photo by Gary Bembridge
Family cruise lines do their best to create the impression that passengers don’t have to worry about anything on board. Lodging, transport, food and entertainment will all be seen to by the onboard staff.
Yet passengers looking for safety at pools and water attractions should be prepared to fend for themselves.
This, at least, seems to be the attitude on most major cruise lines. I was surprised to discover that, on even the largest ships, no lifeguards are on duty at swimming or wave pools. This recently came to my attention via the case of a 4-year-old who was left in critical condition after nearly drowning in a wave pool on Royal Caribbean’s Oasis of the Seas. The Miami Herald reported that the boy was initially treated by the ship’s medical team, until the ship could return to Florida’s Port Everglades, where the boy was met by medical crews to transport him to a hospital.
In an email after the incident, Royal Caribbean representative Cynthia Martinez said the company does not hire lifeguards, but does place warning signs near all pools advising passengers that they swim at their own risk. The average 4-year-old, however, can’t read a warning sign. This approach is not unique to Royal Caribbean. Carnival, Princess Cruises and Norwegian don’t employ lifeguards on board, either. Disney Cruise Line, the first and so far only major cruise line to add them, only did so as recently as 2013.
Cruise companies compare their vessels to hotels, another venue where signs often warn that no lifeguard is on duty and guests swim at their own risk. That analogy breaks down quickly on close examination. In most hotels, small children stay in the room with their parents or guardians most of the time. If they go to the pool at all, they go with an adult who takes them there. Hotel pools are often isolated away from the lobby or other public spaces, and small children seldom have even the opportunity to slip away from their parents. Families staying at hotels also typically spend large portions of the day out and about, visiting other sights and attractions. A family vacation in, say, Orlando, does not usually involve too many waking hours at an Orlando hotel.
A cruise ship is really more like a theme park. Guests spend the day wandering through a variety of attractions, including those involving water, with many other people around. I don’t know of any water park, and certainly none in the United States, that lacks a crew of lifeguards who constantly watch for trouble in the water. Also, unlike land-based water parks and hotels alike, cruise ships stray far from the nearest hospital, leaving passengers completely reliant on the onboard medical team until the ship can at least approach land.
The accident on Oasis of the Seas was not an isolated incident. Another 4-year-old’s near-drowning in April 2013 is widely considered to be the catalyst for Disney Cruise Line’s decision to finally hire lifeguards for its ships. In early 2014, one child died on a Norwegian cruise, and his brother was seriously injured; another child drowned on a Carnival ship the previous fall. In the case of the death on Carnival, a Carnival spokeswoman told the Los Angeles Times that the child’s parent was present when he drowned.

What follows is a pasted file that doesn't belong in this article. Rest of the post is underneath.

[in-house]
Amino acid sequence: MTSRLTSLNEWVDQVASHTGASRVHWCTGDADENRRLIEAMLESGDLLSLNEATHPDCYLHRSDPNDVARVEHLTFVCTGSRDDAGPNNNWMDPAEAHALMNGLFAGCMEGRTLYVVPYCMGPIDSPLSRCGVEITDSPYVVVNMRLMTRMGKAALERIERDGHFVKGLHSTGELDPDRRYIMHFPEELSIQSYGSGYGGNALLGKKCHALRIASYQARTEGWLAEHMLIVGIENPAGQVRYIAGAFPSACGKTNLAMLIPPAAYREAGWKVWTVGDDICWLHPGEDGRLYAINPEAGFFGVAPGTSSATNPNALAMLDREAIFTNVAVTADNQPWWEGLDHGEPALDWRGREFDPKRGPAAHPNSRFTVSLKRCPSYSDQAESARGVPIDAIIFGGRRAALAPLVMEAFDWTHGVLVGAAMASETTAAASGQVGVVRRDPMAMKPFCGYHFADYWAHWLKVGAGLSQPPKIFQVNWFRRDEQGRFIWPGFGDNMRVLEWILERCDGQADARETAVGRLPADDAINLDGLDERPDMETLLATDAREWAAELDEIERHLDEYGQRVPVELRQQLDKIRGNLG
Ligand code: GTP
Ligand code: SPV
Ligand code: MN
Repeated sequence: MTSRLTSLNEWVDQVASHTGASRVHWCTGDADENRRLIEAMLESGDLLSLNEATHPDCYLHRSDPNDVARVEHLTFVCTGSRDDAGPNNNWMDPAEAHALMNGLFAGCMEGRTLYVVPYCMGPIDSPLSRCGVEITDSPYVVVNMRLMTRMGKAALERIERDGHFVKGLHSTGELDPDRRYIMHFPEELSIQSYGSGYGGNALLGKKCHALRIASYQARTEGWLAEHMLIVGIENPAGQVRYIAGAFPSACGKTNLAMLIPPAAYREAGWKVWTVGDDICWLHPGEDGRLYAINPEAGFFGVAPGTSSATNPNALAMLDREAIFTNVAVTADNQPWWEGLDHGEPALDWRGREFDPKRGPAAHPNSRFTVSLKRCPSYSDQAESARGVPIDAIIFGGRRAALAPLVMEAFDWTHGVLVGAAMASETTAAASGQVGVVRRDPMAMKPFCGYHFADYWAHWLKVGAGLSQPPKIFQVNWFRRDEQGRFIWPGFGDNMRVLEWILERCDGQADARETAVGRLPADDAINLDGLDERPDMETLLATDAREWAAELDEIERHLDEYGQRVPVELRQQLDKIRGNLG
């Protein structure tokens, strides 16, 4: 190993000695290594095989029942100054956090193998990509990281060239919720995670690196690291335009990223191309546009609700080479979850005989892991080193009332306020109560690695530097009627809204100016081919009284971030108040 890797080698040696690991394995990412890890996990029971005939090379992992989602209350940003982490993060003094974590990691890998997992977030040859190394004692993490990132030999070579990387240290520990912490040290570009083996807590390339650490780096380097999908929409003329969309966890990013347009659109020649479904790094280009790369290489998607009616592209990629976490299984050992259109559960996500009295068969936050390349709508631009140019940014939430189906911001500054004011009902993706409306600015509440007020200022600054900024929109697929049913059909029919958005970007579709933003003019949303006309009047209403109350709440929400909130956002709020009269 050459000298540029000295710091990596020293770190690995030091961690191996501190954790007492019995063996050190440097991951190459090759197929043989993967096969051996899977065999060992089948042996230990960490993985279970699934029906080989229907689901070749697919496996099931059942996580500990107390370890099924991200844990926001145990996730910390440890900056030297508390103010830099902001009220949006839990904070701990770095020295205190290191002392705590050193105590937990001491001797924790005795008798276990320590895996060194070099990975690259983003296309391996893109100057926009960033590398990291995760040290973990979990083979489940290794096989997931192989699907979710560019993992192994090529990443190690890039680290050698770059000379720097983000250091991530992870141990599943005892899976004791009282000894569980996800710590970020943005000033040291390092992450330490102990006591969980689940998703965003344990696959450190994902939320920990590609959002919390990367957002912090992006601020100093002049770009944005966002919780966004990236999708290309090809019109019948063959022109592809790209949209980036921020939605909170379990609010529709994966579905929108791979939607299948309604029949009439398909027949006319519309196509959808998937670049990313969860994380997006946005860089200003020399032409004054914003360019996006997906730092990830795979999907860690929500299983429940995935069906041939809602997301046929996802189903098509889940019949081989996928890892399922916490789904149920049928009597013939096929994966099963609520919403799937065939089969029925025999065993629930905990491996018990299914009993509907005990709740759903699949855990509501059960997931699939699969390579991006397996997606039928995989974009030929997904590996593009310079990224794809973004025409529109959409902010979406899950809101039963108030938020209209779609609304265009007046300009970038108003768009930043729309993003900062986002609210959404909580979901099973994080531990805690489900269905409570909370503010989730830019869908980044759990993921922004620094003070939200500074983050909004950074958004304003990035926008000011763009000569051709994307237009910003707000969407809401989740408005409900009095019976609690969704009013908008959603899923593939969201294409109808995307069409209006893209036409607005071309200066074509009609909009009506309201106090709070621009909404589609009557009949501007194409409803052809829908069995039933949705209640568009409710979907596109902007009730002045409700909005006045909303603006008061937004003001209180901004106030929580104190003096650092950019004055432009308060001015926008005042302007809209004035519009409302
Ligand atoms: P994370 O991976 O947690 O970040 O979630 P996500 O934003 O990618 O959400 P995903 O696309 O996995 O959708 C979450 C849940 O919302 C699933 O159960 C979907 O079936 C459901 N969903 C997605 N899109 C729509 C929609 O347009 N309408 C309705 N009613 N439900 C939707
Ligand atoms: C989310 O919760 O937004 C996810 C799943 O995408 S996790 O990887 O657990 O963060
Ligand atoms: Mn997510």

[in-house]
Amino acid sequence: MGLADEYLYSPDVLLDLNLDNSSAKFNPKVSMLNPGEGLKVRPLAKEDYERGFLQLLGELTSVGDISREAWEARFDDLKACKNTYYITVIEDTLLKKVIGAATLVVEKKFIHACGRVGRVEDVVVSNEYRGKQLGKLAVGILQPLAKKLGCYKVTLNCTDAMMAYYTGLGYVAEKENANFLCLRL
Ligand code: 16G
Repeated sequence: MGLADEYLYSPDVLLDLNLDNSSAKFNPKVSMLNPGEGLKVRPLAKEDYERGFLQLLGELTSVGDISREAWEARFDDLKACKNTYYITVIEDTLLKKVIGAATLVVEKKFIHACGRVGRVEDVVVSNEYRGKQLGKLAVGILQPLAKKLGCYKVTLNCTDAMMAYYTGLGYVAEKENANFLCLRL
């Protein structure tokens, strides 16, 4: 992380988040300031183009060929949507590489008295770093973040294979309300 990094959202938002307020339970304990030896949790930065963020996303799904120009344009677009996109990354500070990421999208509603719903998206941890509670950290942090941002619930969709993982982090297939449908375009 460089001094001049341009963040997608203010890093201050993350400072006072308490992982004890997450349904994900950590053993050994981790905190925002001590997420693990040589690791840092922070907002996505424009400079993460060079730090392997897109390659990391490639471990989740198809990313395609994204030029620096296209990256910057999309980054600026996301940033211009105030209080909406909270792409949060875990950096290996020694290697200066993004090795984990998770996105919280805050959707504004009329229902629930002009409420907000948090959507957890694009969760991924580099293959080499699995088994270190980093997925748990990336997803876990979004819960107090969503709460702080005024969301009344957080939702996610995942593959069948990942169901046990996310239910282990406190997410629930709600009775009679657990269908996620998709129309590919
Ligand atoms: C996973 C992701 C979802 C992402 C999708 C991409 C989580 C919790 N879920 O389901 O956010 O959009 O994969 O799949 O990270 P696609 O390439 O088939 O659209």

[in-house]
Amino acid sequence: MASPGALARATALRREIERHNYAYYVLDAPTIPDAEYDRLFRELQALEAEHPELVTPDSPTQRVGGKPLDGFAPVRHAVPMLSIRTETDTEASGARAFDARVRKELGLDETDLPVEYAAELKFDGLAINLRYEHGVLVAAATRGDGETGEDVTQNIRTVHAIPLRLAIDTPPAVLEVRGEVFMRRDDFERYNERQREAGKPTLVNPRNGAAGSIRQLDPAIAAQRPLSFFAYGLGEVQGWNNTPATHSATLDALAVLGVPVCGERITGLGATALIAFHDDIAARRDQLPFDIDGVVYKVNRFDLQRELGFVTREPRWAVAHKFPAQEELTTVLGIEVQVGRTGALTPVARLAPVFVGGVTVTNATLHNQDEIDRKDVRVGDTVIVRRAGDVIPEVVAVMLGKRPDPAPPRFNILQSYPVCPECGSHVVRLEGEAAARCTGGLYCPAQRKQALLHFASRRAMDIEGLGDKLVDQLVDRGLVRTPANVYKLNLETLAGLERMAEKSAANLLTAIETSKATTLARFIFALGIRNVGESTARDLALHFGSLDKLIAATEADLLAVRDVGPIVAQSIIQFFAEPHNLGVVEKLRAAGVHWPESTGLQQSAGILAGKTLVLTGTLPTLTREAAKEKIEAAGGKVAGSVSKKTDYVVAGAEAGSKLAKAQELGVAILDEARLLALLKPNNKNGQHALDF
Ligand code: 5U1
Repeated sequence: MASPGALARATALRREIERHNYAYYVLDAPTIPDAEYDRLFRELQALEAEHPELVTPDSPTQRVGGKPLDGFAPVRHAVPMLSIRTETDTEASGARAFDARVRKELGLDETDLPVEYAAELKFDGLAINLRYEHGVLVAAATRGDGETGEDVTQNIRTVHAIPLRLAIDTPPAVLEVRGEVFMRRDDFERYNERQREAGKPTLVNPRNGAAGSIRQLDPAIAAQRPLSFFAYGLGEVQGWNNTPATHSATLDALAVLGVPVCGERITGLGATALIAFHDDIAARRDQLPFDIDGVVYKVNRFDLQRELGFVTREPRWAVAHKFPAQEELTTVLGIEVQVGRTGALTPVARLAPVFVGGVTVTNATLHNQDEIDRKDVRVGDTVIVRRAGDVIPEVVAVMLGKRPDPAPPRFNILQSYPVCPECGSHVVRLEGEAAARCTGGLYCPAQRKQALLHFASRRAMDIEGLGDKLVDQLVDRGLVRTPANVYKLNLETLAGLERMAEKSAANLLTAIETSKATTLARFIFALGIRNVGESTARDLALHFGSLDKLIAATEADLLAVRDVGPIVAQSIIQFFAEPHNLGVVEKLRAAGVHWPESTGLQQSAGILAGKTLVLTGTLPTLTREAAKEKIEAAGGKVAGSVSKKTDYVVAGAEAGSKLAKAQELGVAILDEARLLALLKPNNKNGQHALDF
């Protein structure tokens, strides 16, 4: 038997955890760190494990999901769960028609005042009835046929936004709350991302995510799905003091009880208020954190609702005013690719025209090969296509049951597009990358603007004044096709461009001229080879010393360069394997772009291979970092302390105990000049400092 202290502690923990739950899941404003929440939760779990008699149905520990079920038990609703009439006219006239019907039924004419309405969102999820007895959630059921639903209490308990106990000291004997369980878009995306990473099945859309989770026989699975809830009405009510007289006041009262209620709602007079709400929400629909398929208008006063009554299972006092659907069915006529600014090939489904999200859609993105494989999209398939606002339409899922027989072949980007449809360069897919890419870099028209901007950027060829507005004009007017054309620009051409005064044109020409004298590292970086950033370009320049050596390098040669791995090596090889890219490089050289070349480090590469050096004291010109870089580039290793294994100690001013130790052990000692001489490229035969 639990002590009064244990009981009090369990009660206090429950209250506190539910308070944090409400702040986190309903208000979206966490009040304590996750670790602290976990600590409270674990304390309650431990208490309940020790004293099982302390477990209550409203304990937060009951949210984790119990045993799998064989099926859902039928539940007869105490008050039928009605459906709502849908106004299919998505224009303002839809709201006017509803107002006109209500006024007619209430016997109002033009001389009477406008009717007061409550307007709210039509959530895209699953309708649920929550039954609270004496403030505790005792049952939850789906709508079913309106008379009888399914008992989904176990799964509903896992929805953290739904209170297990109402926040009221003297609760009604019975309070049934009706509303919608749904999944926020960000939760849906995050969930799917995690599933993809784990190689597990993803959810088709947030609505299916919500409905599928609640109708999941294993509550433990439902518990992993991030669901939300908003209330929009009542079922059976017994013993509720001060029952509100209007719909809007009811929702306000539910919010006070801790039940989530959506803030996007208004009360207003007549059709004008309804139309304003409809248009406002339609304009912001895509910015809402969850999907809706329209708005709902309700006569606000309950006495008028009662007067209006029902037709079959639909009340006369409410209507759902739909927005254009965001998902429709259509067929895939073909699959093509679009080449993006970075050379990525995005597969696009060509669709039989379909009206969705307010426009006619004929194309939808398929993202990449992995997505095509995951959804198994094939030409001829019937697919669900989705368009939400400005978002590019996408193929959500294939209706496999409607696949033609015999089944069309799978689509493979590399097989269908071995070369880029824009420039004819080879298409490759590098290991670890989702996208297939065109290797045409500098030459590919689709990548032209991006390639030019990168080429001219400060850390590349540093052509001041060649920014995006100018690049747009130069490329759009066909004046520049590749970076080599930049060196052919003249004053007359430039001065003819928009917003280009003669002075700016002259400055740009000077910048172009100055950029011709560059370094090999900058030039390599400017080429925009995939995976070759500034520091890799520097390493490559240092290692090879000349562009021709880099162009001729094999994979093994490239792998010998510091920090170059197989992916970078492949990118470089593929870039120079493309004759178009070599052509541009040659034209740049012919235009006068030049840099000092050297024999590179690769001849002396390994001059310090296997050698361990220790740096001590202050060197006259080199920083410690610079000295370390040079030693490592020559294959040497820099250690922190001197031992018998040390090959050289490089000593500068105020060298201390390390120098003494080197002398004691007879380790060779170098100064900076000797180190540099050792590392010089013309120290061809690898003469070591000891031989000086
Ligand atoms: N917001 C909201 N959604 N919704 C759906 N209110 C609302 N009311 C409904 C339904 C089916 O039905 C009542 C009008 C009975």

This raises another point that is worth bearing in mind. While parents are the first and best layer of supervision for a child, cruises are designed to be distracting. They are full of other passengers, entertainment and food options pulling at the attention of both parents and young children. Even a properly attentive parent may not have the training to notice when a child is in trouble in the water. Drowning is typically silent, involving little splashing or calling for help, which explains why the Centers for Disease Control and Prevention reports that, in 10 percent of child drownings, an adult watches the event without understanding what is happening.
The CDC further reports that one in five people who die from unintentional drowning are children 14 and younger, and that drowning is responsible for more deaths among children between the ages of 1 and 4 than any cause other than birth defects. While parents can and should learn what drowning looks like, a professional lifeguard is a much better bet to quickly identify a child in distress. Shifting this responsibility entirely onto parents is irresponsible and misguided in a cruise ship setting.
If I were a grandfather and one of my daughters told me she was contemplating taking her young children on a cruise, I have to imagine I would caution her that most such cruises lack any sort of professional oversight from lifeguards. As we know too well, even for the most responsible parents, it only takes a minute for a young child to slip out of a line of sight. In the time it takes to find the child again, tragedy can all too easily strike.
It is to Disney’s credit, more or less, that it finally corrected this oversight, though it is a shame that it took an accident for it to do so. Yet most of the industry evidently sees no reason to change. The question, at this point, is what it would take before they did. These incidents keep happening, and they will continue if nothing changes. Small children plus a crowded and hectic environment plus water is a recipe for such tragic accidents.
I have nothing against cruise lines and the people who run them, but I marvel that they can fall asleep at night knowing that on one of their ships, a small child might slip into an unwatched pool at any moment. How many kids must die, and how many parents, siblings and grandparents must have their lives shattered, before cruise line executives will do what obviously needs to be done?